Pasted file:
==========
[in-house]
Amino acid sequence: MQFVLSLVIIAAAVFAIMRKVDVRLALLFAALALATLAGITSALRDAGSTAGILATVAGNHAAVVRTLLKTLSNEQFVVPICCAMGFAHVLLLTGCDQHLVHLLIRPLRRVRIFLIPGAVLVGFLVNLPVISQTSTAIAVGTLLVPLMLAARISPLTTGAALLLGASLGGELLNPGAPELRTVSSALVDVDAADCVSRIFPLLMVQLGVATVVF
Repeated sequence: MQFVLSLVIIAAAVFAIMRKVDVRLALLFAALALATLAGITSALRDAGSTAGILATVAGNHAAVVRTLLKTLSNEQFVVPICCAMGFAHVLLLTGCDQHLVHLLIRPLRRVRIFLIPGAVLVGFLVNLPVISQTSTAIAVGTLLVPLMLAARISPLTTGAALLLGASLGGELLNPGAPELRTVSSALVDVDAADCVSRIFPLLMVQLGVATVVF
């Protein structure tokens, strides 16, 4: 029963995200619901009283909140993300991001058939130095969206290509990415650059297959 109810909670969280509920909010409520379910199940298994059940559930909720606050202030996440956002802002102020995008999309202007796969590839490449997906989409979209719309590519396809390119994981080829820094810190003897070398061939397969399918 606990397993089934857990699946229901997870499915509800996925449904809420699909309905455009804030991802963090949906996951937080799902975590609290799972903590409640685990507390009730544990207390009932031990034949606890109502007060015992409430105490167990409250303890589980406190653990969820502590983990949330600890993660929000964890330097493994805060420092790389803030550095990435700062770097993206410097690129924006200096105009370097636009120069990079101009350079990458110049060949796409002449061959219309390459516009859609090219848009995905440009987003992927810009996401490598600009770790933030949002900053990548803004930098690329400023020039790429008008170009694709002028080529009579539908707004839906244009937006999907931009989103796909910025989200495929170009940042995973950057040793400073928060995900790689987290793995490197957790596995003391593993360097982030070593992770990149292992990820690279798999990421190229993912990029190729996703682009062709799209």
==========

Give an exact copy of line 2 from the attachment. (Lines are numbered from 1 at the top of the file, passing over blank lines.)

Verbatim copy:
Amino acid sequence: MQFVLSLVIIAAAVFAIMRKVDVRLALLFAALALATLAGITSALRDAGSTAGILATVAGNHAAVVRTLLKTLSNEQFVVPICCAMGFAHVLLLTGCDQHLVHLLIRPLRRVRIFLIPGAVLVGFLVNLPVISQTSTAIAVGTLLVPLMLAARISPLTTGAALLLGASLGGELLNPGAPELRTVSSALVDVDAADCVSRIFPLLMVQLGVATVVF